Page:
Training Philosophy

Buddhism is a vast umbrella of many practices.  As such, there is no such thing as a unified Buddhist tradition, or religion for that matter.  Although each form of practice is crafted from the same timber passed down to us by the Buddha, the stem of which is the Four Noble Truths, how the various traditions have adopted language to express what the Buddha taught has become diverse.  From this single branch of thought all our legacy traditions have arisen in order to provide the foundation for the core principles they have chosen to acknowledge as essential in representing their unique understanding of the dharma.  What is critical for us to understand is that while there is no dualism in Dharma, there is no single entity that can be called Buddhism in the 21st century.  Buddhism is a concept that works to give meaning to the Universe and how we are in it.  The elements of this concept is what gives each Buddhist tradition “purpose in practice” as they have chosen to define the world around them.  These intentional actions is what gives Buddhism meaning.  It is our individual practice and understanding of thought that creates Buddhism, not vs. versa.  Although this is not clear in the beginning of our study of it.  OEB values this diversity and pluralistic worldview by embraces the challenges it presents in our training program.  Our foundational teaching platform follows it’s Mahayana Ch’an and Soto Zen roots enriched by a contemporary pragmatic perspective with an eye to what modern science can teach us about the Universe we call Dharma.

Those that choose to join us bring a world of experience and knowledge that becomes a springboard into the formal training structure and intentional practice routines that our founder, Rev. David Shen-Xi Sensei, has developed to facilitate a contemplative life that nurtures both the interior and social aspects of a Buddhist contemporary ministry.   Each one of us have developed unique spiritual perspectives that sustains our personal inner journey as we learn to walk the Buddhist path together.  No matter what style of contemplative practice one has adopted from their previous experiences, OEB honors those experiences and works to find common ground from which one can grow and strengthen a pragmatic worldview based on the cultural language of understanding a Western spiritual experience can bring to Buddhist thought.

The modern trend in Buddhist training is moving toward a more secular model in America as many that seek to explore Buddhism has expanded and challenged the nature of what Sangha means.  It is no longer just about monks and nuns supported by the laity.  In fact, most community Sanghas today are comprised of lay members of 25 individuals or less.   Mediation and Dharma discourse makes up the activities of these centers along with part-time community engagement.   They are often led by lay leaders supported by a venerable monk from their main affiliate.  This trend will continue over the next few decades expanding the American Buddhist community.  This is traditionally how cultural transformation works.  OEB has been establish to fulfill a growing interest from some in how they can live a contemplative structured life-practice reflecting a monastic pattern and lifestyle yet remain outside the walls of a traditional temple.  Many come from other ministry traditions, and are looking to transition to a Buddhist practice with the purpose of community involvement.  Not many Buddhist groups exist where one can augment their previous education and ministry in a framework that takes these experiences into account.  OEB has been developed to help in this transition, or continue the formal training one has started but with a more structured format.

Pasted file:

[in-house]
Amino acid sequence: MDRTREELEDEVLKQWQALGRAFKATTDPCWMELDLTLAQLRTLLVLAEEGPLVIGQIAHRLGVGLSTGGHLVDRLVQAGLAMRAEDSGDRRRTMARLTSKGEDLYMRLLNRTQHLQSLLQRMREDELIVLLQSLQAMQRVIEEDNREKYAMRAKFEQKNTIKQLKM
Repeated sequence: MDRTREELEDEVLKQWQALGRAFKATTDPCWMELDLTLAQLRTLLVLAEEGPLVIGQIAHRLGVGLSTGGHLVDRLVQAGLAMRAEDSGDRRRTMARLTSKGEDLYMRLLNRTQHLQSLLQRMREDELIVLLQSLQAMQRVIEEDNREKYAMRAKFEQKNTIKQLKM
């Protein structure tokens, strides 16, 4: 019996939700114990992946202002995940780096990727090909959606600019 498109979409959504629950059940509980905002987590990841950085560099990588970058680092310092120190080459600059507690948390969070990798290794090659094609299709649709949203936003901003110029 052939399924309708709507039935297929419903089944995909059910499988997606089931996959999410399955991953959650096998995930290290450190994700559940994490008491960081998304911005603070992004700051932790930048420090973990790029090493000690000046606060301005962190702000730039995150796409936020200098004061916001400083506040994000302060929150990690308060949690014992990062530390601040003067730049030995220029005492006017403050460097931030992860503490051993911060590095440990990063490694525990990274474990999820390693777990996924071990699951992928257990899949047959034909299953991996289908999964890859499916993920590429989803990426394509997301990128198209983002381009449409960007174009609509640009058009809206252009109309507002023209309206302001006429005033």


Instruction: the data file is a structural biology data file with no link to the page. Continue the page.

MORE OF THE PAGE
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Our training is comprehensive and acknowledges the value in balancing contemplative and meditative training with an academic approach to Buddhist philosophy, physiology, and the writing skills necessary to effectively teach using all the tools available to us in a technologically sophisticated world.  While we may respect the time necessary to follow the quite life of a contemplative, it is imperative we also engage others in a well rounded focus on a social ministry.  We accomplish this by living in our communities and opening our facilitates (priory) to those that seek a contemporary Buddhist experience.

The training structure will be individually tailored to the unique expectations, educational accomplishments, previous knowledge of Buddhism, and skill sets each brings into the community.  The period of discernment will determine ones formal training path.   While there is no specific period of training as the individual brings with them their own knowledge base, nonetheless, the sense that life-long-learning and development of a contemplative practice prevails when we become committed and professed socially engaged Priests.

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